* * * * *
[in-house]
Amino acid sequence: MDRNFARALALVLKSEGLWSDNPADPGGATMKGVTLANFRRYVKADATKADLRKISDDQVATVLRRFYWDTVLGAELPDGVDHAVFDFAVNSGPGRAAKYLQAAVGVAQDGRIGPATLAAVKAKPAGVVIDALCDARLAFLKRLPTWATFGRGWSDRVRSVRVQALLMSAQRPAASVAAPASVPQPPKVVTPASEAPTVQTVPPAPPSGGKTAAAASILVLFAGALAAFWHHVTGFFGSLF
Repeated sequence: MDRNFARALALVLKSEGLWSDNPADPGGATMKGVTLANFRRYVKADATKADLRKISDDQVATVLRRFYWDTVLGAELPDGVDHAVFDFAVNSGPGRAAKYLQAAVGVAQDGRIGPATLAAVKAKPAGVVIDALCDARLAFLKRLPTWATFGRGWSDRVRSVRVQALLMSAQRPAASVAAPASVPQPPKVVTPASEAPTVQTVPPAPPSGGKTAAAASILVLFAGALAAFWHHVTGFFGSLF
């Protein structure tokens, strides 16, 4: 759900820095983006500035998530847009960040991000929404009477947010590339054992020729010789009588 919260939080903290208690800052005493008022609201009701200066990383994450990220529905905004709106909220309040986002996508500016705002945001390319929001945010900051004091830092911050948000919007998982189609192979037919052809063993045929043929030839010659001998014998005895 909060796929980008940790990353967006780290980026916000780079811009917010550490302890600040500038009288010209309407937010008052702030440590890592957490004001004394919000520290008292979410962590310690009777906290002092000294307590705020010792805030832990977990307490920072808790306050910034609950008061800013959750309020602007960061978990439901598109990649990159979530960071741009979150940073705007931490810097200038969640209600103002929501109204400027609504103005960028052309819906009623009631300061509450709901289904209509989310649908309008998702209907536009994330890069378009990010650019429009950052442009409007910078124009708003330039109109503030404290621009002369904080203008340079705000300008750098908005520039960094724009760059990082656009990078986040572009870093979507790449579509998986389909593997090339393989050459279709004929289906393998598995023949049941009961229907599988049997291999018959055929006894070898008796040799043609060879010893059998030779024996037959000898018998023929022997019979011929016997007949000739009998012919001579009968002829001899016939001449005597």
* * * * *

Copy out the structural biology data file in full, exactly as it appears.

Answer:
[in-house]
Amino acid sequence: MDRNFARALALVLKSEGLWSDNPADPGGATMKGVTLANFRRYVKADATKADLRKISDDQVATVLRRFYWDTVLGAELPDGVDHAVFDFAVNSGPGRAAKYLQAAVGVAQDGRIGPATLAAVKAKPAGVVIDALCDARLAFLKRLPTWATFGRGWSDRVRSVRVQALLMSAQRPAASVAAPASVPQPPKVVTPASEAPTVQTVPPAPPSGGKTAAAASILVLFAGALAAFWHHVTGFFGSLF
Repeated sequence: MDRNFARALALVLKSEGLWSDNPADPGGATMKGVTLANFRRYVKADATKADLRKISDDQVATVLRRFYWDTVLGAELPDGVDHAVFDFAVNSGPGRAAKYLQAAVGVAQDGRIGPATLAAVKAKPAGVVIDALCDARLAFLKRLPTWATFGRGWSDRVRSVRVQALLMSAQRPAASVAAPASVPQPPKVVTPASEAPTVQTVPPAPPSGGKTAAAASILVLFAGALAAFWHHVTGFFGSLF
């Protein structure tokens, strides 16, 4: 759900820095983006500035998530847009960040991000929404009477947010590339054992020729010789009588 919260939080903290208690800052005493008022609201009701200066990383994450990220529905905004709106909220309040986002996508500016705002945001390319929001945010900051004091830092911050948000919007998982189609192979037919052809063993045929043929030839010659001998014998005895 909060796929980008940790990353967006780290980026916000780079811009917010550490302890600040500038009288010209309407937010008052702030440590890592957490004001004394919000520290008292979410962590310690009777906290002092000294307590705020010792805030832990977990307490920072808790306050910034609950008061800013959750309020602007960061978990439901598109990649990159979530960071741009979150940073705007931490810097200038969640209600103002929501109204400027609504103005960028052309819906009623009631300061509450709901289904209509989310649908309008998702209907536009994330890069378009990010650019429009950052442009409007910078124009708003330039109109503030404290621009002369904080203008340079705000300008750098908005520039960094724009760059990082656009990078986040572009870093979507790449579509998986389909593997090339393989050459279709004929289906393998598995023949049941009961229907599988049997291999018959055929006894070898008796040799043609060879010893059998030779024996037959000898018998023929022997019979011929016997007949000739009998012919001579009968002829001899016939001449005597």